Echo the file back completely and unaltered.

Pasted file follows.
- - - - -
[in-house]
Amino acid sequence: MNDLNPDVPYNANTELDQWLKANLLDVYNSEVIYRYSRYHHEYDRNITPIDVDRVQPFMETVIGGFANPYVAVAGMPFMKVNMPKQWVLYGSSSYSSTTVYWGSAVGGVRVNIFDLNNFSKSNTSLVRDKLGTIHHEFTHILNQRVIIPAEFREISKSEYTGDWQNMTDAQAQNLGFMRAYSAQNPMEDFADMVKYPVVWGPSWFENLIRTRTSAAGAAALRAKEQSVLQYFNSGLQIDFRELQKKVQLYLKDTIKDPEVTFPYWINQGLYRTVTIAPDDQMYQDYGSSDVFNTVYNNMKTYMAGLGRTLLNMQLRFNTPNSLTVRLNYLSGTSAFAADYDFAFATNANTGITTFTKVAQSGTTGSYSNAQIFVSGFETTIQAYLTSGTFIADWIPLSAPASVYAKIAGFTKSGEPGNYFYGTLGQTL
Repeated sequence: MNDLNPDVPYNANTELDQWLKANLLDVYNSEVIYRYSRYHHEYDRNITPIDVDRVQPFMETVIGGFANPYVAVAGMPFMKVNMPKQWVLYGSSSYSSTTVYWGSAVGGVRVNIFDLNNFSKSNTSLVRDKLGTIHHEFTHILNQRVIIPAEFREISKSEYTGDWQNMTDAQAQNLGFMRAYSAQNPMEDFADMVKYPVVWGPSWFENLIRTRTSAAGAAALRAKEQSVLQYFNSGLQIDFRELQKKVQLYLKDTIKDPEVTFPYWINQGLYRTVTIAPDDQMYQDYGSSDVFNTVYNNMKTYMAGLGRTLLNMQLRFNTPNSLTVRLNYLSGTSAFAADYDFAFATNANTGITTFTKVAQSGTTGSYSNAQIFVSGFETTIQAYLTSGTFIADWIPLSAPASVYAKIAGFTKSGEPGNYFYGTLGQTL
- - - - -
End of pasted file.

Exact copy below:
[in-house]
Amino acid sequence: MNDLNPDVPYNANTELDQWLKANLLDVYNSEVIYRYSRYHHEYDRNITPIDVDRVQPFMETVIGGFANPYVAVAGMPFMKVNMPKQWVLYGSSSYSSTTVYWGSAVGGVRVNIFDLNNFSKSNTSLVRDKLGTIHHEFTHILNQRVIIPAEFREISKSEYTGDWQNMTDAQAQNLGFMRAYSAQNPMEDFADMVKYPVVWGPSWFENLIRTRTSAAGAAALRAKEQSVLQYFNSGLQIDFRELQKKVQLYLKDTIKDPEVTFPYWINQGLYRTVTIAPDDQMYQDYGSSDVFNTVYNNMKTYMAGLGRTLLNMQLRFNTPNSLTVRLNYLSGTSAFAADYDFAFATNANTGITTFTKVAQSGTTGSYSNAQIFVSGFETTIQAYLTSGTFIADWIPLSAPASVYAKIAGFTKSGEPGNYFYGTLGQTL
Repeated sequence: MNDLNPDVPYNANTELDQWLKANLLDVYNSEVIYRYSRYHHEYDRNITPIDVDRVQPFMETVIGGFANPYVAVAGMPFMKVNMPKQWVLYGSSSYSSTTVYWGSAVGGVRVNIFDLNNFSKSNTSLVRDKLGTIHHEFTHILNQRVIIPAEFREISKSEYTGDWQNMTDAQAQNLGFMRAYSAQNPMEDFADMVKYPVVWGPSWFENLIRTRTSAAGAAALRAKEQSVLQYFNSGLQIDFRELQKKVQLYLKDTIKDPEVTFPYWINQGLYRTVTIAPDDQMYQDYGSSDVFNTVYNNMKTYMAGLGRTLLNMQLRFNTPNSLTVRLNYLSGTSAFAADYDFAFATNANTGITTFTKVAQSGTTGSYSNAQIFVSGFETTIQAYLTSGTFIADWIPLSAPASVYAKIAGFTKSGEPGNYFYGTLGQTL